Despite its limitations, the program has prompted commentators from liberal and conservative media outlets and think tanks alike to criticize the plan for being “too generous” and raise concerns over its economic effects.
The Washington Post’seditorial board argued that the plan would pose “some big risks for taxpayers and even the borrowers themselves,” and that “it would amount to a huge new subsidy for higher education that Congress never specifically approved.”
Lamenting that borrowers may not pay back the full amount of their loan, the Post declared, “This would represent a shift in philosophy on debt forgiveness, from viewing it as a safety net for those who fall into financial distress to an entitlement for most undergraduate borrowers. Because the new program would be so generous, it would create a strong incentive to borrow, which could encourage more students to take on debt rather than pay for their education out-of-pocket.”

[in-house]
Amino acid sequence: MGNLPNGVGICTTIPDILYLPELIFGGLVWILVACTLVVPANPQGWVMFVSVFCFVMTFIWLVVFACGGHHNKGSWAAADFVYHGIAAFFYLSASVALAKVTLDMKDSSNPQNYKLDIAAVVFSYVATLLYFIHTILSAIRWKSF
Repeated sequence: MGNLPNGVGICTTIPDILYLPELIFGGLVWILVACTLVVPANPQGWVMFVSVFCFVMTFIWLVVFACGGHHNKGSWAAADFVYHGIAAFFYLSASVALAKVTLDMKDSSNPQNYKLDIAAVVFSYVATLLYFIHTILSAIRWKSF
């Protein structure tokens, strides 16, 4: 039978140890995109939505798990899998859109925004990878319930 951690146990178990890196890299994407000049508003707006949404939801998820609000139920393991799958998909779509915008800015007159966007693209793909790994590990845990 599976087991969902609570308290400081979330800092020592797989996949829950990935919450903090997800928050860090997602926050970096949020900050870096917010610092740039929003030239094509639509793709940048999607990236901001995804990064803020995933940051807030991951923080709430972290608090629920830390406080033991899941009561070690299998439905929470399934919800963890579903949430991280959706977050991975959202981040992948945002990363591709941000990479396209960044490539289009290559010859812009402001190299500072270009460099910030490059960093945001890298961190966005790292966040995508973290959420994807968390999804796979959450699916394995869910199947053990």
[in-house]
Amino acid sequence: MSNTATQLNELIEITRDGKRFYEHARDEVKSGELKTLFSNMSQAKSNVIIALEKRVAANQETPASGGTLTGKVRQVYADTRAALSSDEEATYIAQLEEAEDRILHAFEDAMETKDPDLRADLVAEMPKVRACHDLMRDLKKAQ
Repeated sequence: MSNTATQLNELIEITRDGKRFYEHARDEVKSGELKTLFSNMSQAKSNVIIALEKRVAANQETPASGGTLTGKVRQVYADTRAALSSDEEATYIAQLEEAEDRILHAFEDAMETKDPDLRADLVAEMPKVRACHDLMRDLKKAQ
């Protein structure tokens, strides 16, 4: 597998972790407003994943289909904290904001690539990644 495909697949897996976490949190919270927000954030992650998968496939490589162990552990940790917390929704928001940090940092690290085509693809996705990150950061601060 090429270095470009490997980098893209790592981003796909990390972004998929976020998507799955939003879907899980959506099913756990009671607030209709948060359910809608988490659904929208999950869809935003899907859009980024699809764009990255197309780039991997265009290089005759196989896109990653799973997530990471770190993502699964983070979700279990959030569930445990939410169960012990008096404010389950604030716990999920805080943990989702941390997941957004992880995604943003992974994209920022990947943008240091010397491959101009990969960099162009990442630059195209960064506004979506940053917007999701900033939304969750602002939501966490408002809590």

The Post continues to argue that the plan circumvents Congress and that the Biden administration is ignoring the “spirit” of the law.
Phil Kerpen, president of American Commitment, a right-wing policy organization, argued that the plan was “morally unjustifiable” and complained that the plan would enable low income borrowers to reduce their total payments.
“Biden’s new plan to force taxpayers to pay for other people’s college is as legally and morally bankrupt as his old plan—and may prove even more expensive. . . . Even for undergraduate programs, the heftiest subsidies go to the lowest paying fields, where students can get a free ride because their future earnings will never be high enough to make payments.”
Another commentary by the Wall Street Journal’s editorial board claimed that the plan created “perverse incentives” to raise tuition and would encourage students to pursue less “marketable degrees.”